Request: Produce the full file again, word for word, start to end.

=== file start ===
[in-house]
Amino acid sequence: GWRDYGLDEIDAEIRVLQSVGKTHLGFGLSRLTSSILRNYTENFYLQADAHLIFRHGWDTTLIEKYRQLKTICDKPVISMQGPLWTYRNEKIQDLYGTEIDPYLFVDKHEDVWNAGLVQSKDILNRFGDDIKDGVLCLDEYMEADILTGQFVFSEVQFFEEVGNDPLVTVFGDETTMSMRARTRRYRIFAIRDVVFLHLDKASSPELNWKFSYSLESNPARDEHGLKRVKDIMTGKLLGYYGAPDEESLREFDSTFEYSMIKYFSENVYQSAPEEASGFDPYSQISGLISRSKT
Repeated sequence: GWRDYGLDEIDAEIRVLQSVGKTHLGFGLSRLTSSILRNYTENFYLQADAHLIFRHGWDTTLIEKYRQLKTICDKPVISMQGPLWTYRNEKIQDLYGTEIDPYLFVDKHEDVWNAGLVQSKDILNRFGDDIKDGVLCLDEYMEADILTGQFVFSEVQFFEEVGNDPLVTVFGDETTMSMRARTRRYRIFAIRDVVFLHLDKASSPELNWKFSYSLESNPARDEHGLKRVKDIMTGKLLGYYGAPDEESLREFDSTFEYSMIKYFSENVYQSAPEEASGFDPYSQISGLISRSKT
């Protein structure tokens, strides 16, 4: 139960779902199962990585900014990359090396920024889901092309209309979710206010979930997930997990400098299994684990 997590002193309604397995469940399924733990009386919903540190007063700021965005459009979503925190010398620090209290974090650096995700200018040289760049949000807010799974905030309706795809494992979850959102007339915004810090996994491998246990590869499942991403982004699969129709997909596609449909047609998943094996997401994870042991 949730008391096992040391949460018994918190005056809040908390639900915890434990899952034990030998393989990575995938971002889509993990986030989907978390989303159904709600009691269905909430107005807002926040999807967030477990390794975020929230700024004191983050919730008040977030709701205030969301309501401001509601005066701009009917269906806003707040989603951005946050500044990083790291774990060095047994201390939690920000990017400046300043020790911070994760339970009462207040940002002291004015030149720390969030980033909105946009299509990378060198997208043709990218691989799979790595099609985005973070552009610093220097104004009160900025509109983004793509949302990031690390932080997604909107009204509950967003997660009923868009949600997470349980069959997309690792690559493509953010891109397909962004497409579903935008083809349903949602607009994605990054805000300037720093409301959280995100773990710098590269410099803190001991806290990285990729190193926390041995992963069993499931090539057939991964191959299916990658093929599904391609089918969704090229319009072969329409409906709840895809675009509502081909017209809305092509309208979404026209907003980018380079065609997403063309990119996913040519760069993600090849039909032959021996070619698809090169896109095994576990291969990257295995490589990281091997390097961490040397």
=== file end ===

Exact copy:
[in-house]
Amino acid sequence: GWRDYGLDEIDAEIRVLQSVGKTHLGFGLSRLTSSILRNYTENFYLQADAHLIFRHGWDTTLIEKYRQLKTICDKPVISMQGPLWTYRNEKIQDLYGTEIDPYLFVDKHEDVWNAGLVQSKDILNRFGDDIKDGVLCLDEYMEADILTGQFVFSEVQFFEEVGNDPLVTVFGDETTMSMRARTRRYRIFAIRDVVFLHLDKASSPELNWKFSYSLESNPARDEHGLKRVKDIMTGKLLGYYGAPDEESLREFDSTFEYSMIKYFSENVYQSAPEEASGFDPYSQISGLISRSKT
Repeated sequence: GWRDYGLDEIDAEIRVLQSVGKTHLGFGLSRLTSSILRNYTENFYLQADAHLIFRHGWDTTLIEKYRQLKTICDKPVISMQGPLWTYRNEKIQDLYGTEIDPYLFVDKHEDVWNAGLVQSKDILNRFGDDIKDGVLCLDEYMEADILTGQFVFSEVQFFEEVGNDPLVTVFGDETTMSMRARTRRYRIFAIRDVVFLHLDKASSPELNWKFSYSLESNPARDEHGLKRVKDIMTGKLLGYYGAPDEESLREFDSTFEYSMIKYFSENVYQSAPEEASGFDPYSQISGLISRSKT
């Protein structure tokens, strides 16, 4: 139960779902199962990585900014990359090396920024889901092309209309979710206010979930997930997990400098299994684990 997590002193309604397995469940399924733990009386919903540190007063700021965005459009979503925190010398620090209290974090650096995700200018040289760049949000807010799974905030309706795809494992979850959102007339915004810090996994491998246990590869499942991403982004699969129709997909596609449909047609998943094996997401994870042991 949730008391096992040391949460018994918190005056809040908390639900915890434990899952034990030998393989990575995938971002889509993990986030989907978390989303159904709600009691269905909430107005807002926040999807967030477990390794975020929230700024004191983050919730008040977030709701205030969301309501401001509601005066701009009917269906806003707040989603951005946050500044990083790291774990060095047994201390939690920000990017400046300043020790911070994760339970009462207040940002002291004015030149720390969030980033909105946009299509990378060198997208043709990218691989799979790595099609985005973070552009610093220097104004009160900025509109983004793509949302990031690390932080997604909107009204509950967003997660009923868009949600997470349980069959997309690792690559493509953010891109397909962004497409579903935008083809349903949602607009994605990054805000300037720093409301959280995100773990710098590269410099803190001991806290990285990729190193926390041995992963069993499931090539057939991964191959299916990658093929599904391609089918969704090229319009072969329409409906709840895809675009509502081909017209809305092509309208979404026209907003980018380079065609997403063309990119996913040519760069993600090849039909032959021996070619698809090169896109095994576990291969990257295995490589990281091997390097961490040397």